So at the terrible glance from the Eye of Re his daughter Sekhmet came into being, the fiercest of all goddesses. Like a lion she rushed upon her prey, and her chief delight was in slaughter, and her pleasure was in blood. At the bidding of Re she came into Upper and Lower Egypt to slay those who had scorned and isobeyed him: she killed them among the mountains which lie on either side of the Nile, and down beside the river, and in the burning deserts. All whom she saw she slew, rejoicing in slaughter and the taste of blood.1
Her name is derived from sekhem, which translates to 'power,' or 'might.'2 She is also called Lady of the West3, Eye of Ra2, Nesert ('the flame')2, Lady of Terror2, Lady of Life2, One Who Loves Ma'at and Who Detests Evil2, Destroyer2, Lady of Pestilence2, Red Lady2, Mistress Lady of the Tomb2, Gracious One2, and Mighty One of Enchantments2, among others.
Sekhmet is said to have come into being when Re saw that humans were disobeying the laws he had laid out for them. Re called together the gods Shu, Tefnut, Geb, and Nut, and also Nun. The gods held a council to see what could be done.
Re spoke to Nun before the assembled gods: "Eldest of the gods, you who made me; and you gods whom I have made: look upon mankind who came into being at a glance of my Eye. See how men plot against me; hear what they say of me; tell me what I should do to them. For I will not destroy mankind until I have heard what you advise."
Then Nun said: "My son Re, the god greater than he who made him and mightier than those whom he has created, turn your mighty Eye upon them and send destruction upon them in the form of your daughter, the goddess Sekhmet."1.
At which point Sekhmet was sent off to avenge until there was no tomorrow -- which very nearly happened. But Re took pity upon mankind, and decided to stop Sekhmet's slaughter. He got all the women of Heliopolis ("the city of Re where stand the stone obelisks with points of gold that are like fingers pointing to the sun"1) to brew beer all day. Then he had them mix the beer with red ochre, to make it look like blood, and the women did as Re commanded. During the night they took the red beer and brought it to Sekhmet. She, thinking it was the blood of those she had slain, drank all seven thousand jars of it1, and was drunk in no time. She was so drunk that she could not slay anymore.
Then Re said: "You come in peace, sweet one." And her name was changed to Hathor, and her nature was changed also to the sweetness of love and the strength of desire. And henceforth Hathor laid low men and women only with the great power of love. But for ever after her priestesses drank in her honour of the beer of Heliopolis coloured with the red ochre of Elephantine when they celebrated her festival each New Year.1
But the Egyptian people feared that Sekhmet might return in all her fury, and so they came up with a way to appease her. It involved more than 700 statues of the goddess before which her priests had to perform a ritual. The catch, though, was that the priests had to do this before a different statue, morning and afternoon, every single day of the year.3 During the New Kingdom, thousands of statues of Sekhmet, carved from Aswan red granite, were erected to line processional ways as a way of encouraging her to rid the people of plagues that had come into the country.5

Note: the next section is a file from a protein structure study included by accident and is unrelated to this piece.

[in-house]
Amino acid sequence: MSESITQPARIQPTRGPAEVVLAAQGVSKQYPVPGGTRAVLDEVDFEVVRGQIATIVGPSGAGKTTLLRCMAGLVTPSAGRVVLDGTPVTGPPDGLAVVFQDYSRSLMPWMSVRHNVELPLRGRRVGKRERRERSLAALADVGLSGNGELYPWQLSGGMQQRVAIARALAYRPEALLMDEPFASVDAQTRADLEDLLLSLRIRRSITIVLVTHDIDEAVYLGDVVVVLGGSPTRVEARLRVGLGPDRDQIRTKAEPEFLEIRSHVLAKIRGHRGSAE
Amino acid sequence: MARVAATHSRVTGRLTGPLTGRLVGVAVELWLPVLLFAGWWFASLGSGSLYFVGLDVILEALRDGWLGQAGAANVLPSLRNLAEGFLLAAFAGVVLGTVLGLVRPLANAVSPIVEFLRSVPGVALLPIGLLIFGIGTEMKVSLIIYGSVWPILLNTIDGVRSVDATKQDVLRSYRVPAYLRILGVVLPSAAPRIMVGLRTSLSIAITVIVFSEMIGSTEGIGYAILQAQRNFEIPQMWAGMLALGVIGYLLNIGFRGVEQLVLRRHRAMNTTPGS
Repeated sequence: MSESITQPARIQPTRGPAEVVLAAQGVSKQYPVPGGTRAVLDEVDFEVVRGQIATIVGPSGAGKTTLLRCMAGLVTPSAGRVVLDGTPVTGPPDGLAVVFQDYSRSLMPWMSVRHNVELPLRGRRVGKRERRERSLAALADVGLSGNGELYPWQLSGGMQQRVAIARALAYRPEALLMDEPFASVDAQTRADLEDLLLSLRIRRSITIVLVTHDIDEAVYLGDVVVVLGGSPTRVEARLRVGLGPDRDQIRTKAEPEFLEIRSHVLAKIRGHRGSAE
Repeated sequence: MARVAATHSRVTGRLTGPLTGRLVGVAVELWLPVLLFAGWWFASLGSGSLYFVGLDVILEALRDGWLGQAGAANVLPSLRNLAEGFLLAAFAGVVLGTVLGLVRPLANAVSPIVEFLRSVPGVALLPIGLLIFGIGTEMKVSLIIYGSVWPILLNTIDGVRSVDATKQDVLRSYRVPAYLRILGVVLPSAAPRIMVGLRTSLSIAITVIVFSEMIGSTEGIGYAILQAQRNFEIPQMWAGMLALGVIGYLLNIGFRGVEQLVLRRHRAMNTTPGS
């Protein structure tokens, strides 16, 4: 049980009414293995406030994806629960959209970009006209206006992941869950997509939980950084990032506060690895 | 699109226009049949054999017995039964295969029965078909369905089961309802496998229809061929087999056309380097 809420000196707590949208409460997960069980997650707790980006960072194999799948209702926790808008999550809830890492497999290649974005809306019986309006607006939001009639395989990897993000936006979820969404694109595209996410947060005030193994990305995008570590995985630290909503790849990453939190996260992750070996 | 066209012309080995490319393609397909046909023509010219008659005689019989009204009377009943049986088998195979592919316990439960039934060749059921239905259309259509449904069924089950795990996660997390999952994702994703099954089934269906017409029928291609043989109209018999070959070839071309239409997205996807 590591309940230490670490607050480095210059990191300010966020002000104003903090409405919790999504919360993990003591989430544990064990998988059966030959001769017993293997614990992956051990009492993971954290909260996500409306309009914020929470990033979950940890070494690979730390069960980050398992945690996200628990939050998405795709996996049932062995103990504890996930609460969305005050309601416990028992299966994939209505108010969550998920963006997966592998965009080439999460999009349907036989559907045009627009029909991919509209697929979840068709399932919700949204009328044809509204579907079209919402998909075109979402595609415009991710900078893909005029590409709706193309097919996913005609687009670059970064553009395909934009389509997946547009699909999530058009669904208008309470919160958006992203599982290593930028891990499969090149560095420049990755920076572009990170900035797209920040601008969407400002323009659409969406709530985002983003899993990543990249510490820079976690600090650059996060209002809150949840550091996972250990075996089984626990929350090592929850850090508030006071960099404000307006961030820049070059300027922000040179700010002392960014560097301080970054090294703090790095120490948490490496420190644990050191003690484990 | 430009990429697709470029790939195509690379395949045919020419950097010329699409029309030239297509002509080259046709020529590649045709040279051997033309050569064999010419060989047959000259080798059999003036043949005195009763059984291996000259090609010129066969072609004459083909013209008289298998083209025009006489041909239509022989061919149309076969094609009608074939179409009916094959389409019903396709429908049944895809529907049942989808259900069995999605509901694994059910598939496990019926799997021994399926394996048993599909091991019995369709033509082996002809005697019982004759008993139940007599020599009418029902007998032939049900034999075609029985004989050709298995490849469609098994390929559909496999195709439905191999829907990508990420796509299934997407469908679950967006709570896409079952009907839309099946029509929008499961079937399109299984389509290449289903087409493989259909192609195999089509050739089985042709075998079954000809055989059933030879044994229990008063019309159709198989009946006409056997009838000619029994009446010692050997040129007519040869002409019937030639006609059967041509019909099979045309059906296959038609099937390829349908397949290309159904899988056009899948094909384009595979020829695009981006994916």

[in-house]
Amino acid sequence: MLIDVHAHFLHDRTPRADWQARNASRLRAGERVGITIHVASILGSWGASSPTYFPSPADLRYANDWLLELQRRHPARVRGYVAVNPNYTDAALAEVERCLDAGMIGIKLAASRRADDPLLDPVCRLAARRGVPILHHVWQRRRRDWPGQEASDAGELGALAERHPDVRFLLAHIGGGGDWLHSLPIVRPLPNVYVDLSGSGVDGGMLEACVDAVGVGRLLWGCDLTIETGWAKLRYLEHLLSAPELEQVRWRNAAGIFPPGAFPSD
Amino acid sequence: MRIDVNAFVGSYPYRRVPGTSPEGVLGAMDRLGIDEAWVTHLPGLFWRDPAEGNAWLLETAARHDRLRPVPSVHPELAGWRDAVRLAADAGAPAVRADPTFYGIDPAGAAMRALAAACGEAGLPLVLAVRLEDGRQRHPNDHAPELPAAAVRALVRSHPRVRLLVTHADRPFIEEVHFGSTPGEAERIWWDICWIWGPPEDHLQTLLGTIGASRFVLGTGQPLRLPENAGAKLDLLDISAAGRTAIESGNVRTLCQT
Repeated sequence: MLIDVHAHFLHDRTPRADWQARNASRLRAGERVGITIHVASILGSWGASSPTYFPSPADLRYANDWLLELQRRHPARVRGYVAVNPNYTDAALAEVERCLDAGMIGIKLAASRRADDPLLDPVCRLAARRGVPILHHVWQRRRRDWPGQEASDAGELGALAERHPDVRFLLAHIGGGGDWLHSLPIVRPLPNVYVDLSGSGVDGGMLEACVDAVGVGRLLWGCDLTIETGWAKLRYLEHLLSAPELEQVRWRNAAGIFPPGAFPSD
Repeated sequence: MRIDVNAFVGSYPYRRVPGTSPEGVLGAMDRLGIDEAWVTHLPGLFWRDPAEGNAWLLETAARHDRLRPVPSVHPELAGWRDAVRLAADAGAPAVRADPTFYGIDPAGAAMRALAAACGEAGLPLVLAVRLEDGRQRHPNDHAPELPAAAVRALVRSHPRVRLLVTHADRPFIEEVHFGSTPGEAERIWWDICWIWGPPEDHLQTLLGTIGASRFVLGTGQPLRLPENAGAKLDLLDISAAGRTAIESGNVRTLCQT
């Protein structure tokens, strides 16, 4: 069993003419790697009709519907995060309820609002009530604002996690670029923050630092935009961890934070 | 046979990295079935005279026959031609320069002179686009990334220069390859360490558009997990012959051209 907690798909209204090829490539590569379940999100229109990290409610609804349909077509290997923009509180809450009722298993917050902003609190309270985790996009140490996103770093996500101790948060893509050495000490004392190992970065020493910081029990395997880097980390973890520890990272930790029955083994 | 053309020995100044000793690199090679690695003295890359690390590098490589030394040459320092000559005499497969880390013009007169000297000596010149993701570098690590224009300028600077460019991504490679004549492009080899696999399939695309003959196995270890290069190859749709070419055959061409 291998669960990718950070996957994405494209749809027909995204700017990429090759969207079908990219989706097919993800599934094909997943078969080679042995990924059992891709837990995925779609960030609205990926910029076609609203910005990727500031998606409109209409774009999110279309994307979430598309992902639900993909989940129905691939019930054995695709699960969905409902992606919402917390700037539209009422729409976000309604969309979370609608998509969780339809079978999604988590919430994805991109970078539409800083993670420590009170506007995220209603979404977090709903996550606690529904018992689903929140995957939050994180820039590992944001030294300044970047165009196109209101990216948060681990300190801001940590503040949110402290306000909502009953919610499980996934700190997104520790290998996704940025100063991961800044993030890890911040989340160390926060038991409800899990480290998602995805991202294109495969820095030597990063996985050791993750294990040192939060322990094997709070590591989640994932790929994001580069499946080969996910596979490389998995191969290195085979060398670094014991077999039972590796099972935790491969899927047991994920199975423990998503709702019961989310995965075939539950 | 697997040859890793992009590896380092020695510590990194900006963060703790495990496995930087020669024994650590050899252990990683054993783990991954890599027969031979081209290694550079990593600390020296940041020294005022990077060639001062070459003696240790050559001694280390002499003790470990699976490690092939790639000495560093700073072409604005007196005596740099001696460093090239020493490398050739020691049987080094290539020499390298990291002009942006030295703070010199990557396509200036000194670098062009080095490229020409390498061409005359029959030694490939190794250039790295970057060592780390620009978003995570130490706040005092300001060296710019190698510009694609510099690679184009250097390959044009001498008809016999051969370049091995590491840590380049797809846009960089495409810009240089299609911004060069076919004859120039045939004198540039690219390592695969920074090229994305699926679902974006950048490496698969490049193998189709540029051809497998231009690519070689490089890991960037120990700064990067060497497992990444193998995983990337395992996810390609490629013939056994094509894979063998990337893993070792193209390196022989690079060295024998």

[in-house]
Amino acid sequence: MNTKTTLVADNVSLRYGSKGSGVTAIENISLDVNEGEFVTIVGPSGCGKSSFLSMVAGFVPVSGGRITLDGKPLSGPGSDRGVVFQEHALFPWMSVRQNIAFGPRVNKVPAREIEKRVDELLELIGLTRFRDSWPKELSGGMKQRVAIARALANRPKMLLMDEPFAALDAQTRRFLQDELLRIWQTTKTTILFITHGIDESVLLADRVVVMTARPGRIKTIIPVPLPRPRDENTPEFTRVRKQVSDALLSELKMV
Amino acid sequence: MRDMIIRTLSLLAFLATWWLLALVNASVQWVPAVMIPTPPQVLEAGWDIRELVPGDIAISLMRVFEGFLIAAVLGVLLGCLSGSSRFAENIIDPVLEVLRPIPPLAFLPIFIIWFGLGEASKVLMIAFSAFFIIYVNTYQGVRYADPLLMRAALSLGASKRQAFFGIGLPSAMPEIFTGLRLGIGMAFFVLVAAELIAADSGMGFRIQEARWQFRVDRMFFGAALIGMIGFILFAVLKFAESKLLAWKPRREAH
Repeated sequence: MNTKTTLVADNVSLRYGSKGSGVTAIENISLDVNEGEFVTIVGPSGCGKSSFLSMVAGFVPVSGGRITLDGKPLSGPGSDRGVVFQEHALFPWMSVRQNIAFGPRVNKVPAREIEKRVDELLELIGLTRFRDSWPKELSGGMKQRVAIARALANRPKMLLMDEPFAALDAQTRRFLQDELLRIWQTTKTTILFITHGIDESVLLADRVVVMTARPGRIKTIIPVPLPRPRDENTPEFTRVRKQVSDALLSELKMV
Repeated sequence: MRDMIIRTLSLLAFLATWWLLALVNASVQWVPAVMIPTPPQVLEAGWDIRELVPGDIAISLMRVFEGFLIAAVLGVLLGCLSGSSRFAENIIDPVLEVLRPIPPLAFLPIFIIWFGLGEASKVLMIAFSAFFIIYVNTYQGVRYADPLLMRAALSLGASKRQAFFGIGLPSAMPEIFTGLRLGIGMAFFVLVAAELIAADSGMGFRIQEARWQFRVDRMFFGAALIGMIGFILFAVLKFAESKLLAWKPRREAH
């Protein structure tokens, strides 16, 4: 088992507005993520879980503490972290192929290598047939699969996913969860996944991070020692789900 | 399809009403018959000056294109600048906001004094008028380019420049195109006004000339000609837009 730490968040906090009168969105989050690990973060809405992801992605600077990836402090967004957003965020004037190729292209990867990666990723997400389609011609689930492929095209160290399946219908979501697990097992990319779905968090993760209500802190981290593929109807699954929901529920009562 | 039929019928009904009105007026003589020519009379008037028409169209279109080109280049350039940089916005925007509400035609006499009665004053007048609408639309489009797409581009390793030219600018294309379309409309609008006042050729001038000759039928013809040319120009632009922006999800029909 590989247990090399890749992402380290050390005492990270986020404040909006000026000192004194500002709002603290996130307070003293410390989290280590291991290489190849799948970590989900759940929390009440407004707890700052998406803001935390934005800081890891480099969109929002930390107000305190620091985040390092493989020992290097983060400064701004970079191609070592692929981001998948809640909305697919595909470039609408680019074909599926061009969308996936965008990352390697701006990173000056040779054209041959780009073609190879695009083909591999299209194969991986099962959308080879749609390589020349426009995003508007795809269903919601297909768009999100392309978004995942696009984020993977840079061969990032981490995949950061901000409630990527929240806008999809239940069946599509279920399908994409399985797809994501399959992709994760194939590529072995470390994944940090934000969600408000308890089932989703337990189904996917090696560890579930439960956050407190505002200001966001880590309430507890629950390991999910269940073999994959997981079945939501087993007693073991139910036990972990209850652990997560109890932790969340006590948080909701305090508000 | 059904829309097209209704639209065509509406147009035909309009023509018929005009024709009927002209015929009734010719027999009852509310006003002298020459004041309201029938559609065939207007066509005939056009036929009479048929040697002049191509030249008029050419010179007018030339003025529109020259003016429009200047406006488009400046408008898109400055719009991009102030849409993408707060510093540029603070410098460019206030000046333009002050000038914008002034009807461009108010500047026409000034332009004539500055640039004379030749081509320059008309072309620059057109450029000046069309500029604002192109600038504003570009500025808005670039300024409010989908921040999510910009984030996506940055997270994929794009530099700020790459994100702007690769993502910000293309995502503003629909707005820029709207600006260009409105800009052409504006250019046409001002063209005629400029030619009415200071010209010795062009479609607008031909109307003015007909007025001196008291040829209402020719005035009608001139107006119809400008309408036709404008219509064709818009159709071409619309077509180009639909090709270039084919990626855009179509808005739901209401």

Sekhmet is usually depicted as a woman with the head of a lioness, sometimes crowned with the sun disc Sitting, she holds an ankh; striding or standing, a sceptre made from papyrus, the symbol of Lower Egypt. She is sometimes associated with Bast, the general idea being that they are the goddesses of Lower and Upper Egypt, respectively. Nevertheless, despite the similarities between the two, they should be considered separate, individual deities. Besides, Bast was said to wear green, while Sekhmet wore red.3
While this difference may seem slight, colour was often very important in ancient Egypt -- the colour was a clue to the heart of the matter. When they said that you could never know the colour of the gods, they meant that the gods' nature could never be completely understood. This is why the colour difference between what Bast wears and what Sekhmet wears is important in distinguishing the one from the other. In art, especially, we are given clues as to the nature of beings by what colours they are portrayed in. For example, when Osiris is depicted with green skin, it is a reference to his power over vegetation as well as his resurrection. Green, you see, is the colour of joy and new life, and is also associated with the "land of the blessed dead." To do "green things" meant that you were doing things that were beneficial and health-bringing.4
Sekhmet, however, was not green. Red, for the Scarlet Lady, is the colour of life in a rather different way. This is victory, the colour of the ochre with which the Egyptians adorned themselves at celebrations. This is strength, the colour of Seth's hair and eyes, the colour of the blood in our veins -- the blood that Sekhmet drinks. This is rage and anger and fire, and "to redden" meant "to die." This is the sun, which warms, but also burns.4
Sekhmet herself is very much like the colour she wears. As the Lady of Pestilence, she can bring disease, but also keep it away. Her power could be invoked for healing -- her ability to destroy things utterly and completely could be used to destroy illness. In fact, many of Sekhmet's priests were very well-trained surgeons. Sekhmet's consort is Ptah, the creator, and her son is Nefertum, the healer.5 So she is not so much the random slaughterer, but rather the bringer of necessary destruction and a sort of purification through destruction. That said, it must be remembered that the Red Lady is a lioness, and not something that can be tamed.
"Oh! Sekhmet, Eye of Re, Great of Flame, Lady of Terror, who surrounds her creator." -Temple of Edfu6